As the boycott movement gained momentum in the US, Hitler announced that Bergmann had been added to the Olympic team. Her token selection was enough to sway decisionmakers to send an American team to Berlin. Bergmann was unaware of her selection, however, and she continued to compete, equaling the German female high jump record. Just two weeks before the start of the games and the day after the Americans set sail for Berlin, Bergmann received a letter from the Reich Sport Office stating she had not been chosen for the German Olympic team because of inconsistent performance. Germany had selected only two athletes to fill its three high jump slots. Only after fleeing to New York in 1937 did Bergmann learn what really happened, that she had been “Hitler’s Pawn.”
Roy shot the documentary’s interviews in HD and the dramatized scenes in 16mm. He intercut the footage with archival clips and many of Bergmann’s personal artifacts and photos. Natalie Portman provided the narration.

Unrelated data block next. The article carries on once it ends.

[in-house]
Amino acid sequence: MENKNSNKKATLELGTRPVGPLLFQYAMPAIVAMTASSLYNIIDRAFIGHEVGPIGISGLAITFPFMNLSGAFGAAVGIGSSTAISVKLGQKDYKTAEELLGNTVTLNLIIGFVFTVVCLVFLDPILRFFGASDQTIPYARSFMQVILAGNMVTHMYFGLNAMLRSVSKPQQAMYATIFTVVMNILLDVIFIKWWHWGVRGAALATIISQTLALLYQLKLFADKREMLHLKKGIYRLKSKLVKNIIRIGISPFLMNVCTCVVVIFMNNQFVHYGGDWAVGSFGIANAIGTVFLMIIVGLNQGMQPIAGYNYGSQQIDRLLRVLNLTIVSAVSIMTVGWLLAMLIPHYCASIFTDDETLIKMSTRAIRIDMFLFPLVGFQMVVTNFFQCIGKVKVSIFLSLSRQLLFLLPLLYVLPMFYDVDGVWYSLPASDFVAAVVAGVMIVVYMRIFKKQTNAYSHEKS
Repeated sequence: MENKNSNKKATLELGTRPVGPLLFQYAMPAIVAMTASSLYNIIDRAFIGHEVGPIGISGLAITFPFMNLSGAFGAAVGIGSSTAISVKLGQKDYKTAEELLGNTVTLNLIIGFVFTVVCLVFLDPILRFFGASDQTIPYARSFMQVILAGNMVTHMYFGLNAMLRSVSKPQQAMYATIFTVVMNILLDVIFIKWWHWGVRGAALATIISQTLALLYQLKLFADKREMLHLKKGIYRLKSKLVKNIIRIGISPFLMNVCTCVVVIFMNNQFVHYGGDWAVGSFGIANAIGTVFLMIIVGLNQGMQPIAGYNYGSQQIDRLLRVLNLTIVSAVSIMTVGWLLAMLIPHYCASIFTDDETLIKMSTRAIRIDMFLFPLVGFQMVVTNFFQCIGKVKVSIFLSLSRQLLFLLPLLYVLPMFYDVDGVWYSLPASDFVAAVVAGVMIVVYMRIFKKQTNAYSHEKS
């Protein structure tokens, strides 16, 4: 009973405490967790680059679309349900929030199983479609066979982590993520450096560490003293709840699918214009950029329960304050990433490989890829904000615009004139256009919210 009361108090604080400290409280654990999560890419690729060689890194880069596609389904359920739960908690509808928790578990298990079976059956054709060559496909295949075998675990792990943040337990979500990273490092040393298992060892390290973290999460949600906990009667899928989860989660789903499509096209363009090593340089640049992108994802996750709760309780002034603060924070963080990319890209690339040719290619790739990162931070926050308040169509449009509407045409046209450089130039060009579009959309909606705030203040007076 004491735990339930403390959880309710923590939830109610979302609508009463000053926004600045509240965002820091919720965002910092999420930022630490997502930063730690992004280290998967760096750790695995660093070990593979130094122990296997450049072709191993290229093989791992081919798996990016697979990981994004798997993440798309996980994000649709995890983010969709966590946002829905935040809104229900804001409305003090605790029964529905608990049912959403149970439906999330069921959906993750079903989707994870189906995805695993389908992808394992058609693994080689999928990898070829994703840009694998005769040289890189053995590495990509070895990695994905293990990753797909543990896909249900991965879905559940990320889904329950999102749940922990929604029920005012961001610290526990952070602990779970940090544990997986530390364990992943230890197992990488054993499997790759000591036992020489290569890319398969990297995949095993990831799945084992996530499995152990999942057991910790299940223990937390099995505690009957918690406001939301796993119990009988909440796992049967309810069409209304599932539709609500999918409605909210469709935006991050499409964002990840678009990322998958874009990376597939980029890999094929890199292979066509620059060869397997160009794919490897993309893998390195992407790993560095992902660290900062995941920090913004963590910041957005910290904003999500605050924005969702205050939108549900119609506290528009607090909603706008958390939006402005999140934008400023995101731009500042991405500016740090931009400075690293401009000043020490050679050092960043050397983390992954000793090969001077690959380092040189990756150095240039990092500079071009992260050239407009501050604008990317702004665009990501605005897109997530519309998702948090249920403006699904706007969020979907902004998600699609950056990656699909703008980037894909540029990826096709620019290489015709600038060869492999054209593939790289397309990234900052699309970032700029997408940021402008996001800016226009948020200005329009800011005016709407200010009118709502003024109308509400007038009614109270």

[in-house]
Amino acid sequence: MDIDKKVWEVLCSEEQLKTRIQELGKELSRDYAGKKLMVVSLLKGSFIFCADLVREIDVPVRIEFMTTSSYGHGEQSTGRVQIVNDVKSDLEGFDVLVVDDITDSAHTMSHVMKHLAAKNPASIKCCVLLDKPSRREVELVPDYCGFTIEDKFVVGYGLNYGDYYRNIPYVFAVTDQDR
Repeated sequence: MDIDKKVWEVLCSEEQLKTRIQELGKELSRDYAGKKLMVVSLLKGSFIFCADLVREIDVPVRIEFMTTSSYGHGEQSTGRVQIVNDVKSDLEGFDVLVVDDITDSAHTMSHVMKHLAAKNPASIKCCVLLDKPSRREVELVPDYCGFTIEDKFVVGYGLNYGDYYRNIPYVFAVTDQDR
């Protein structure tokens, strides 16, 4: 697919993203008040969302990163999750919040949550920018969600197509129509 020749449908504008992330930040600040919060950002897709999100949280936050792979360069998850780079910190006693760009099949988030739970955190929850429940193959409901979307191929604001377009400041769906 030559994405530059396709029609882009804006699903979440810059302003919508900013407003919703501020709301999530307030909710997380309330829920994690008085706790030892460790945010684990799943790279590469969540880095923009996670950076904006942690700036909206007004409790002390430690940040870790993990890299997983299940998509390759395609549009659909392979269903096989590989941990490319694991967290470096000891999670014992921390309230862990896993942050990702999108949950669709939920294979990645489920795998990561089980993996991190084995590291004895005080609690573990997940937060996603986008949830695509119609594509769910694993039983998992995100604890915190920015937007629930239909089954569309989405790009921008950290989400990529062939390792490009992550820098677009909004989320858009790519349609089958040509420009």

“John Wiggins was a vital part of ‘Hitler’s Pawn,’” says Roy. “John is so good at what he does because his work is seamless: His sound design just feels appropriate and would be conspicuous by its absence. He’s understated when he needs to be and accentuates things when they need to be emphasized. He’s a real artist.”
Brian Hyland, coordinating producer for sports documentaries at HBO Sports, agrees. Wiggins mixed “Do You Believe In Miracles?”, the Olympic ice hockey documentary Hyland produced which spawned the recent feature film, “Miracles.” “There definitely is an art to what John does,” Hyland says. “John is always strong and puts so much into his work. And, as a plus, he has a great personality and is a fun guy to work with.”
“Hitler’s Pawn” has original music by Brian Keane. HBO’s Jason Fox mixed the program.
About Wonderland Sound
Wonderland Sound, which offers sound design and audio post services, is a sister company of Wonderland Productions, a full-service Soho-based postproduction boutique which launched in 2001 and showcases a team of high-end editorial, music, post, graphics and audio talent.